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Demographic factors and comorbidities are associated with death related to COVID-19 in the general population and in people with rheumatic diseases, including gout.
Patients with gout who were hospitalized with COVID-19 were more likely to require ventilatory support and had higher rates of death. This may be due in part due to known risk factors, such as age and comorbidities, according to a study published in Open Rheumatology.1
“Gout is associated with male gender, advanced age, and several comorbidities, including cardiovascular disease, chronic kidney disease, and obesity,” investigators explained. “These demographic factors and comorbidities are also associated with death related to COVID-19 in the general population and in people with rheumatic diseases. People with gout may therefore be at a higher risk of severe COVID-19 outcomes.”
Data was extracted between March 12, 2020, and October 25, 2021, from the COVID-19 Global Rheumatology Alliance (C19-GRA) registry. Investigators focused on patients with gout who were hospitalized due to COVID-19 and collected additional information including demographics, comorbidities, outcomes (such as oxygenation or ventilation support and death), and medication exposures.
Of the 348 patients diagnosed with gout and COVID-19 in the registry, 163 patients were hospitalized and subsequently included in the study. Patients had a mean age of 63 years, most (85%) were male, and 46% had 2 or more comorbidities. The most common comorbidities were hypertension (56%), cardiovascular disease (28%), diabetes mellitus (26%), chronic kidney disease (25%), and obesity (23%). The majority (79%) of patients were in remission or reported low disease activity. Glucocorticoids were used pre-COVID-19 in 11% (n = 18) of patients and colchicine was used in 12% (n = 20) of the cohort.
Most (68%) of patients required supplemental oxygen or ventilatory support. Although COVID-19-related death was reported in 16% (n = 26) of the cohort, 73% of deaths occurred in patients with 2 or more comorbidities.
The study was strengthened by representing diverse populations and including physician-confirmed gout diagnosis. However, certain limitations may hinder generalizability and the C19-GRA registry may have inherent selection bias in favor of rheumatic diseases commonly treated with immunosuppressive agents, such as rheumatoid arthritis, lupus, and systemic sclerosis. Further, most patients with gout are managed in a primary care setting. Those who are cared for by a rheumatologist are more likely to have more severe disease and a higher frequency of comorbidity. Patients who did not flare during COVID-19 infection may have been overlooked by physicians, further adding to the possibility of selection bias. Gout-specific variables, such as tophus and serum urate levels, were not included in the registry. The small cohort size limited secondary statistical modeling. Lastly, COVID-19 immunization status was added later, so investigators were unable to evaluate its role in clinical outcomes.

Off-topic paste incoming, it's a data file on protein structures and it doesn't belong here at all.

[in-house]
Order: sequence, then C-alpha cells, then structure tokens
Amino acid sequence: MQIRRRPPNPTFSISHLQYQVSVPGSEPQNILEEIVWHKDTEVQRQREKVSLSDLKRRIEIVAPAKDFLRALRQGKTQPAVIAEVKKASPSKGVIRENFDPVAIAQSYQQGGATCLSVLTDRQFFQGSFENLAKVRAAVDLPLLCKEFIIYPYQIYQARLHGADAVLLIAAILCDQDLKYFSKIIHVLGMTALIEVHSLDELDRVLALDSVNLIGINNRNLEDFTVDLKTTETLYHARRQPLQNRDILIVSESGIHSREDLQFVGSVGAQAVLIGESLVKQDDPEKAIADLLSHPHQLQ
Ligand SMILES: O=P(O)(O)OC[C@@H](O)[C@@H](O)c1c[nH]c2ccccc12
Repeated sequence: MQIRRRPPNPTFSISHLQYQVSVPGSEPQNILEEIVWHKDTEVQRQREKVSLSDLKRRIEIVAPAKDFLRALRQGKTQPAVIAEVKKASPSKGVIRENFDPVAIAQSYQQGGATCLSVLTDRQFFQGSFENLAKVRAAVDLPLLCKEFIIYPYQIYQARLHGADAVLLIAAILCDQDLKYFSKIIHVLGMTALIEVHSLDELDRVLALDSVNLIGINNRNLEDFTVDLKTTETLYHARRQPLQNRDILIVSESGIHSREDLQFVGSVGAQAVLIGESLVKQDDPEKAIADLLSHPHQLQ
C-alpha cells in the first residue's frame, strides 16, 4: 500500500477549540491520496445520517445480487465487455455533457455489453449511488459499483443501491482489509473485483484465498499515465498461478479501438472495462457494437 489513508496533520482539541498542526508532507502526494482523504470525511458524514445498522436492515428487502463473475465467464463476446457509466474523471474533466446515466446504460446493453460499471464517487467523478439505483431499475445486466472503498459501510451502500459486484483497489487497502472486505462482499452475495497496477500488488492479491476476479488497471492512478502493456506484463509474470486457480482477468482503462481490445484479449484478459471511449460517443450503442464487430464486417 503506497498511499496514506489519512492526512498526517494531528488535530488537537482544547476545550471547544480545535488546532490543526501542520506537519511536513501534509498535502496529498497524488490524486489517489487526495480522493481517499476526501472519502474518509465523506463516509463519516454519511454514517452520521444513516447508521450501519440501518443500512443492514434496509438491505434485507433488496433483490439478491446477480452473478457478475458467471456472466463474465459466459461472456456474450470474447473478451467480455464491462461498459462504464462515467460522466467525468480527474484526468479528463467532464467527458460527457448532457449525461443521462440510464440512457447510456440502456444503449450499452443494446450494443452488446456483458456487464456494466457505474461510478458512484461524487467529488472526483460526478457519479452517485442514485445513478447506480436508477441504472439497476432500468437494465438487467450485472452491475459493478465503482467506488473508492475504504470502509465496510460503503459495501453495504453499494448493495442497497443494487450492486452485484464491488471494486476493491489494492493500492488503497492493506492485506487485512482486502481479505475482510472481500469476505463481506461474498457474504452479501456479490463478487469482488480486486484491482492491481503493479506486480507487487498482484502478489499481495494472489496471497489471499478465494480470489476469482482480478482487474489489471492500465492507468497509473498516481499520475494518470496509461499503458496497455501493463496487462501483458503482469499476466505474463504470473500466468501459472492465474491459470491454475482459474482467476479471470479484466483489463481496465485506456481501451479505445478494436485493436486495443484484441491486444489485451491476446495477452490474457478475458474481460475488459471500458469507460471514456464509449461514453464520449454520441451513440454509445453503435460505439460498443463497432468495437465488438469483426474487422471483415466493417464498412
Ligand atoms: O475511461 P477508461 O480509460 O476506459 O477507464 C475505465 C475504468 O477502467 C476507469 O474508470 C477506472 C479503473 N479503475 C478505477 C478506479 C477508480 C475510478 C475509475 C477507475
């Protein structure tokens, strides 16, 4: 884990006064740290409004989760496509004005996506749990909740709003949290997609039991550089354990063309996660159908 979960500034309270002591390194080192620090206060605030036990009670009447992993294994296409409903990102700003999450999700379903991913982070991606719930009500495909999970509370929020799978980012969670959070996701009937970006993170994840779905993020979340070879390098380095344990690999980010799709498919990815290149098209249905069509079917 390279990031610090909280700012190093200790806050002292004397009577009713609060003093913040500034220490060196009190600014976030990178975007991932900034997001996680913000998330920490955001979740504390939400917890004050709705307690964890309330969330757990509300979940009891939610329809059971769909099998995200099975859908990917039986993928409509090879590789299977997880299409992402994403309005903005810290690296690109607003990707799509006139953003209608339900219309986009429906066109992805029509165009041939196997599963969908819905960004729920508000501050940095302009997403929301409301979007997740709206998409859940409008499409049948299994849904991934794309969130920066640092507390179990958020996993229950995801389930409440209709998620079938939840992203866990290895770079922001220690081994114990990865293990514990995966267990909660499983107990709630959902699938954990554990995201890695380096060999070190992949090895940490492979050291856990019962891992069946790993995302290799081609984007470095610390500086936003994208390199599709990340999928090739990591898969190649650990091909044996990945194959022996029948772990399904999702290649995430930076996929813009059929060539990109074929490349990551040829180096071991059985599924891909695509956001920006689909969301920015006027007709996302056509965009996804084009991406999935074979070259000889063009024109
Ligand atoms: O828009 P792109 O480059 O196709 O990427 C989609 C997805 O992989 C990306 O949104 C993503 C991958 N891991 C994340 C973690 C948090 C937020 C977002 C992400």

“Despite being the most common inflammatory arthritis in the general population, gout remains relatively neglected in COVID-19 guidelines and recommendations,” investigators concluded. “Patients with gout have also reported difficulty with their disease management during the pandemic and both improvements and declines in quality of life. Future research should focus on exploring the possible connections between comorbid gout and COVID-19 diagnosis and outcomes. Such knowledge may help clinicians make the most informed decisions when managing people with gout during the ongoing COVID-19 pandemic.”
Jatuworapruk K, Montgomery A, Gianfrancesco M, et al. Characteristics and Outcomes of People With Gout Hospitalized Due to COVID-19: Data From the COVID-19 Global Rheumatology Alliance Physician-Reported Registry [published online ahead of print, 2022 Aug 24]. ACR Open Rheumatol. 2022;10.1002/acr2.11495. doi:10.1002/acr2.11495